Having my kids home for summer break is wonderful & challenging. I certainly enjoy their company & they have super fun personalities. As their mom, I’m also responsible to help them grow into healthy, responsible & productive adults – or at least encourage their decisions to move in those directions.
Funny thing about this parenting gig: seems like heaps of what I tell them needs to flourish in my life as well. I find that my parental coaching has lots of application in my life & maybe this whole parenting thing is God’s parental efficiency plan. I most certainly don’t want to parent from a place of hypocrisy so I’m pushing myself to do well & live up to the stuff that I want to see my kids exhibit 🙂
I’ve had my share of airport meltdowns. I still feel sorry for the poor flight agent who got an earful from me about my luggage being small enough to fit in the overhead bin. Then there was the recent dude who wanted to weigh my carry on luggage – no need to give much animation to that exchange. And yesterday, I was hostile with the guy who made my salad because he gave me the wrong salad dressing. As much as I’d like to explain & justify my behavior, it is neither excusable not justified, full stop.
So here are my lessons that you might find helpful sometime:
With the Holy Spirits help, there’s always more patience than pressure.
Check your attitude – it’s too expense nowadays to bring extra luggage
Keep grace & poise in good form: practice, practice, practice
Watch the monitors: keep alert to your thoughts & anxieties, sometimes they can seep out
Get in the right line: bypass those cranky conversations & opt to bring peace & abundant forgiveness.
Traveling these days affords me ample opportunities to walk the talk 🙂
Easier said than done, to be sure!! But nonetheless, the decision to trust God more & worry less is both healthy & essential. All of us have uncertainties, impossibilities & varying degrees of stresses. What we do with this stuff is the important decision. It’s easy to let stress get under the skin & seep into the bloodstream, elevating our blood pressure & distorting our perceptions. When this happens, our decision making ability gets shady & we can make poor choices.
But let’s do that “taking captive” thing that Paul talks about in 2Cor 10:5. Let’s not allow worry to have a free run & unlimited access in our minds. When we start to worry & have troublesome thoughts, let’s pray first & ask the Holy Spirit to help us take those thoughts captive & not let them under our skin nor into our bloodstream! Dear friends, let’s worry less & trust God more 🙂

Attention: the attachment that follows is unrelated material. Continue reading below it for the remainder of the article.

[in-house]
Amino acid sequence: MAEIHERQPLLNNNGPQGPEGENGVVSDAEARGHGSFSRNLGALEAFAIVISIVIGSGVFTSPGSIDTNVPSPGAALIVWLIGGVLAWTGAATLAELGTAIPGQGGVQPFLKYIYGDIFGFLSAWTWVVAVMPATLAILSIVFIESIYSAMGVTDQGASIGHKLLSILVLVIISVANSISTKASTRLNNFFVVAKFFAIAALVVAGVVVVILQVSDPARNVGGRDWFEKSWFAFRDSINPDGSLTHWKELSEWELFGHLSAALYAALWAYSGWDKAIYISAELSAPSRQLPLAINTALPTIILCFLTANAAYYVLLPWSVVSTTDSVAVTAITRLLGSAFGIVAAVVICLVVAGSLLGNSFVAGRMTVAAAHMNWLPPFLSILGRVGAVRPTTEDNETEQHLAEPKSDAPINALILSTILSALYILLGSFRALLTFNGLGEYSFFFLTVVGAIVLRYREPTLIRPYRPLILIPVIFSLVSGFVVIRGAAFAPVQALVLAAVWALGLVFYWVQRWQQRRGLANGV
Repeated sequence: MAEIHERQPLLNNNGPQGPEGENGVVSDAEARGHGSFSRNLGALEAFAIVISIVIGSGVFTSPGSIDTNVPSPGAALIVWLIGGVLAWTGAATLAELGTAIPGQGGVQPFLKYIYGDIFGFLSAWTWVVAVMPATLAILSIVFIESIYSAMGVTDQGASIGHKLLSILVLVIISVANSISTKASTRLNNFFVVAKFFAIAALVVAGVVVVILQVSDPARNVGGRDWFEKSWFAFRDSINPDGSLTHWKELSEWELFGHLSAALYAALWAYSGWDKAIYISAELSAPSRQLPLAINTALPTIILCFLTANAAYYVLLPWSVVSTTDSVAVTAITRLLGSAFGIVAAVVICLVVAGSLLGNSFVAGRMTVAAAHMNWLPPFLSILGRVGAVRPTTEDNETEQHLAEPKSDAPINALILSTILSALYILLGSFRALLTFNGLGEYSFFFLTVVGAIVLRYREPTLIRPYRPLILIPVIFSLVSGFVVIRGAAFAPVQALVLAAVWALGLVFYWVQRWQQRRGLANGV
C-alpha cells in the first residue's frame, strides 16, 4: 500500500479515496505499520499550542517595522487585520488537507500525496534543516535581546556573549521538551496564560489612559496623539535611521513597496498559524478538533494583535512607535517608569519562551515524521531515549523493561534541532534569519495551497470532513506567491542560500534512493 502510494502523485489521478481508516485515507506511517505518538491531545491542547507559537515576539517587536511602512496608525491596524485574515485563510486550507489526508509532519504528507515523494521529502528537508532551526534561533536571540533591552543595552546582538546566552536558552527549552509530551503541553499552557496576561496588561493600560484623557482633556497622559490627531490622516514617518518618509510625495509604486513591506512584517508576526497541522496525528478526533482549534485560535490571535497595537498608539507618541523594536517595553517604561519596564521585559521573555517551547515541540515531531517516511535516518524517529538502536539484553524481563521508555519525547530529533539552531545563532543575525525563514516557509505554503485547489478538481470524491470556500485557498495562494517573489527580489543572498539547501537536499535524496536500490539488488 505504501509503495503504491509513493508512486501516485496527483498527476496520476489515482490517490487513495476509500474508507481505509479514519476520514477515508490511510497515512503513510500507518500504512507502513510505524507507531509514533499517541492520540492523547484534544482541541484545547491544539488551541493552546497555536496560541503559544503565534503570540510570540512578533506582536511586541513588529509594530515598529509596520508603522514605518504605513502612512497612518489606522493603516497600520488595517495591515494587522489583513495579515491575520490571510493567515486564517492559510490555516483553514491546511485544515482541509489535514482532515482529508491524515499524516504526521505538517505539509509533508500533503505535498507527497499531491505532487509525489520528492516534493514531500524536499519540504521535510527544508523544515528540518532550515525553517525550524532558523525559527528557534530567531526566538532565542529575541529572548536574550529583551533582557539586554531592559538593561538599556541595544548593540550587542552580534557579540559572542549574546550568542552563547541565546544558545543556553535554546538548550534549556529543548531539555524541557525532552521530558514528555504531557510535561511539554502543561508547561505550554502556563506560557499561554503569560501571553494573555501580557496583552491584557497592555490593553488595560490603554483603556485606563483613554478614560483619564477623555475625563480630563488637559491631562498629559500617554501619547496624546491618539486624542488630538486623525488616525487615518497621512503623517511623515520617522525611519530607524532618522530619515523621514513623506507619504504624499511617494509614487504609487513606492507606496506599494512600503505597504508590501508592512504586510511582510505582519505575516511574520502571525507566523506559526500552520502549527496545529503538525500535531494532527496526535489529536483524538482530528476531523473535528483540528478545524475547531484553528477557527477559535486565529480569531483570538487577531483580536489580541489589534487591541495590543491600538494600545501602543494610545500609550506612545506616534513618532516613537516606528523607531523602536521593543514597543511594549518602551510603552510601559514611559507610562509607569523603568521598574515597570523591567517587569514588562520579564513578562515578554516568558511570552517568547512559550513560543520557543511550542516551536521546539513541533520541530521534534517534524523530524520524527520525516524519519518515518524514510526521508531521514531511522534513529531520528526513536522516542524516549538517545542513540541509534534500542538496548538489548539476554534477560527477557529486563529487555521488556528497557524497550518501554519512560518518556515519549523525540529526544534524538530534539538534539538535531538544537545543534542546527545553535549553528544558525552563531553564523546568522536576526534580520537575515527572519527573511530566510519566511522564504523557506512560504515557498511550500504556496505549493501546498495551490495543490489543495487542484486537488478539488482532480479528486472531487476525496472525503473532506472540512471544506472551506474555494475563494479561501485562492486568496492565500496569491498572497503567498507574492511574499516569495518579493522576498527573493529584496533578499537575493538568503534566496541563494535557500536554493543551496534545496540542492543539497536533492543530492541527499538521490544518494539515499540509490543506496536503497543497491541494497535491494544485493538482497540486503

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I’m a super firm believer in having mentors & being a mentor. There’s lots of wisdom that we can acquire & pain we can avoid when we have mentoring in our lives. Sometimes we might feel short on mentors in our lives but for me, one of the best mentors are books. Here’s the honest truth with books – I read all kinds: leadership, management, spiritual, Navy SEAL books, Greek, etc. I also get lots of mentoring from various people by just asking questions & listening! I also get lots of mentoring by receiving correction & feedback that’s not always very affirming, smile.
Mentoring is good for us 🙂
“Sarah, it just takes time & you’re making great progress; remember that time is your friend & not an enemy.” My physical therapist for my shoulder keeps telling me that it just takes time: this to a person who wants to GO FAST, have fun, play some basketball, go swimming & be active. I’m learning that maybe I’m kind of impatient, possibly ,)
If I try to do too much or go too fast with my shoulder, I just hurt myself & delay my recovery.
These lessons can apply to lots of areas:
*learning to manage our money
*improving our physical health
*growing in our walk with God
*learning a new skill, sport or job
*parenting adventures ,)
Be patient in the process & don’t get discouraged. You’re doing great 🙂
When I was 19, I dislocated my shoulder playing intramural basketball in college & had surgery to repair my rotator cuff. Being a very smart & savy 19 year old, who knew everything & was highlyindependent, I didn’t want anyone’s help. I even remember my kind & patient roommate chastizing me about how I might possibly regret not letting people help me with my shoulder recovery. God bless my roommate – she was right & I was wrong.
Now I’m in my late 40s and have struggled with my shoulder for almost 30 years, most recently dislocating it during a snowboarding adventure. Having acquired some tread in life, I don’t want to make the same mistake that I made in my late teens, even when it means being altogether uncomfortable and asking for help.
The Bible is full of great examples of people who learned from their mistakes:
Joseph & his brothers when they came to buy food in Egypt
Moses not killing Egyptians when he returned to liberate the Israelites from Egyptian slavery
Paul stopped persecuting the church after his Damascus Road experience
Maybe it’s only bad to make mistakes when they’re the same ones over & over & over & over & over again 🙂